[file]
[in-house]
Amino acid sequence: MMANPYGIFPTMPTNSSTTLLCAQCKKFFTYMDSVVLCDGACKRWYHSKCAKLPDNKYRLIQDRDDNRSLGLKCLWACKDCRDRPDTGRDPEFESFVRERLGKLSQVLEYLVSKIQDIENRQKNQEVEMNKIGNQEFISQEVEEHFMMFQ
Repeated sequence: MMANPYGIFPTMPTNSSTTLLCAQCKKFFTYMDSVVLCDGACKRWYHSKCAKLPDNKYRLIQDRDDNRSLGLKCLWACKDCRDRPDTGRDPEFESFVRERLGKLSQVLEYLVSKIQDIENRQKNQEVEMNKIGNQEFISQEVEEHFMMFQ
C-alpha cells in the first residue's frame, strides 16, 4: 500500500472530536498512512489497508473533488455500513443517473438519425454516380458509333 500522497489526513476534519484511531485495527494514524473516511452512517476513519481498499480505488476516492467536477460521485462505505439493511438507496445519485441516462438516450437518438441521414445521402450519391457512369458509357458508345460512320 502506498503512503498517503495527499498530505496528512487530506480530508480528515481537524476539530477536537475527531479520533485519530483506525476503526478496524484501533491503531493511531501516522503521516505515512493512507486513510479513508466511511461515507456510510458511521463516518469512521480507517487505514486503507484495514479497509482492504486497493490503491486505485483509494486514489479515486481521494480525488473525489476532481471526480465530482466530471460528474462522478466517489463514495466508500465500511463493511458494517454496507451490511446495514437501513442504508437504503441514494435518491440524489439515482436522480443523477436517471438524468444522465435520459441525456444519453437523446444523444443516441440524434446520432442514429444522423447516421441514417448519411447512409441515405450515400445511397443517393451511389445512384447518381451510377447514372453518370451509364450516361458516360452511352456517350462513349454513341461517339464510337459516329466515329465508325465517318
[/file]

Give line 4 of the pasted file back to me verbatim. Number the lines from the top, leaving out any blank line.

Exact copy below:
C-alpha cells in the first residue's frame, strides 16, 4: 500500500472530536498512512489497508473533488455500513443517473438519425454516380458509333 500522497489526513476534519484511531485495527494514524473516511452512517476513519481498499480505488476516492467536477460521485462505505439493511438507496445519485441516462438516450437518438441521414445521402450519391457512369458509357458508345460512320 502506498503512503498517503495527499498530505496528512487530506480530508480528515481537524476539530477536537475527531479520533485519530483506525476503526478496524484501533491503531493511531501516522503521516505515512493512507486513510479513508466511511461515507456510510458511521463516518469512521480507517487505514486503507484495514479497509482492504486497493490503491486505485483509494486514489479515486481521494480525488473525489476532481471526480465530482466530471460528474462522478466517489463514495466508500465500511463493511458494517454496507451490511446495514437501513442504508437504503441514494435518491440524489439515482436522480443523477436517471438524468444522465435520459441525456444519453437523446444523444443516441440524434446520432442514429444522423447516421441514417448519411447512409441515405450515400445511397443517393451511389445512384447518381451510377447514372453518370451509364450516361458516360452511352456517350462513349454513341461517339464510337459516329466515329465508325465517318